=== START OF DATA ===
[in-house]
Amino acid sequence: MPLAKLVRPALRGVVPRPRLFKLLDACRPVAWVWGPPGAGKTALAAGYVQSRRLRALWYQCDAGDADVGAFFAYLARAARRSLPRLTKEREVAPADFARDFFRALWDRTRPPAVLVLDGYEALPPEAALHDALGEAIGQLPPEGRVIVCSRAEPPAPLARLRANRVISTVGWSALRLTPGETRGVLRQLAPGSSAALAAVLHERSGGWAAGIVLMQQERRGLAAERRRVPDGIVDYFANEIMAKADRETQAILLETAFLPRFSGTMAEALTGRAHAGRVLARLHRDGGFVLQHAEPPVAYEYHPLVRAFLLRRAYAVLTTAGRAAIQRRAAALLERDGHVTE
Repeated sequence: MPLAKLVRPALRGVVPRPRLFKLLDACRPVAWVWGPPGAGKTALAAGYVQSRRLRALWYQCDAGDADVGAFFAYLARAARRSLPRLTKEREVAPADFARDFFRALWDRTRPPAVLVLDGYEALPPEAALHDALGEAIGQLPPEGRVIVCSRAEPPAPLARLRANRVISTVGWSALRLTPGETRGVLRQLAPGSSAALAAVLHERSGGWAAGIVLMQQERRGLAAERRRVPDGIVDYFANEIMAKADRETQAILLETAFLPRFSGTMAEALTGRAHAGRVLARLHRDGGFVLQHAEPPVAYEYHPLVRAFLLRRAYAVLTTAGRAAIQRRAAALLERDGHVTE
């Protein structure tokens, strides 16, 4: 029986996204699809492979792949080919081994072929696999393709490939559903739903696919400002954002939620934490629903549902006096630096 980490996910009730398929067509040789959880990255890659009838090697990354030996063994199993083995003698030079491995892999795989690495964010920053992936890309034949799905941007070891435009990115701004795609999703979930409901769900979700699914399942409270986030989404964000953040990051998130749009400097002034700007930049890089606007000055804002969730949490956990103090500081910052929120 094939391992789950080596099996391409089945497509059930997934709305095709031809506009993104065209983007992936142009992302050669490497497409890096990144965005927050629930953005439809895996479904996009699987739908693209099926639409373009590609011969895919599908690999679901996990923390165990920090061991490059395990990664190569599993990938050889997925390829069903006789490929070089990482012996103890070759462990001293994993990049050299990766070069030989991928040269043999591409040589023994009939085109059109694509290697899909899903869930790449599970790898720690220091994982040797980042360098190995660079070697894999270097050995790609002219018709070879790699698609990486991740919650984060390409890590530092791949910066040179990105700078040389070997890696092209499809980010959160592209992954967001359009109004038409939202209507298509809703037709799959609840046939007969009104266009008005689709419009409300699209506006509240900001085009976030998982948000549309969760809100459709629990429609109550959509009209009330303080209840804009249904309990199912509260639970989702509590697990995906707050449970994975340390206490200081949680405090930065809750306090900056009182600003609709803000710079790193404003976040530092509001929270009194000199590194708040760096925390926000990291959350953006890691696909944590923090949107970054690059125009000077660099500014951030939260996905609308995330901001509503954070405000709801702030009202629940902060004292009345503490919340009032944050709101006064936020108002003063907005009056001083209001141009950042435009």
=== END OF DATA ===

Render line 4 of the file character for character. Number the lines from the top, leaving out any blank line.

């Protein structure tokens, strides 16, 4: 029986996204699809492979792949080919081994072929696999393709490939559903739903696919400002954002939620934490629903549902006096630096 980490996910009730398929067509040789959880990255890659009838090697990354030996063994199993083995003698030079491995892999795989690495964010920053992936890309034949799905941007070891435009990115701004795609999703979930409901769900979700699914399942409270986030989404964000953040990051998130749009400097002034700007930049890089606007000055804002969730949490956990103090500081910052929120 094939391992789950080596099996391409089945497509059930997934709305095709031809506009993104065209983007992936142009992302050669490497497409890096990144965005927050629930953005439809895996479904996009699987739908693209099926639409373009590609011969895919599908690999679901996990923390165990920090061991490059395990990664190569599993990938050889997925390829069903006789490929070089990482012996103890070759462990001293994993990049050299990766070069030989991928040269043999591409040589023994009939085109059109694509290697899909899903869930790449599970790898720690220091994982040797980042360098190995660079070697894999270097050995790609002219018709070879790699698609990486991740919650984060390409890590530092791949910066040179990105700078040389070997890696092209499809980010959160592209992954967001359009109004038409939202209507298509809703037709799959609840046939007969009104266009008005689709419009409300699209506006509240900001085009976030998982948000549309969760809100459709629990429609109550959509009209009330303080209840804009249904309990199912509260639970989702509590697990995906707050449970994975340390206490200081949680405090930065809750306090900056009182600003609709803000710079790193404003976040530092509001929270009194000199590194708040760096925390926000990291959350953006890691696909944590923090949107970054690059125009000077660099500014951030939260996905609308995330901001509503954070405000709801702030009202629940902060004292009345503490919340009032944050709101006064936020108002003063907005009056001083209001141009950042435009």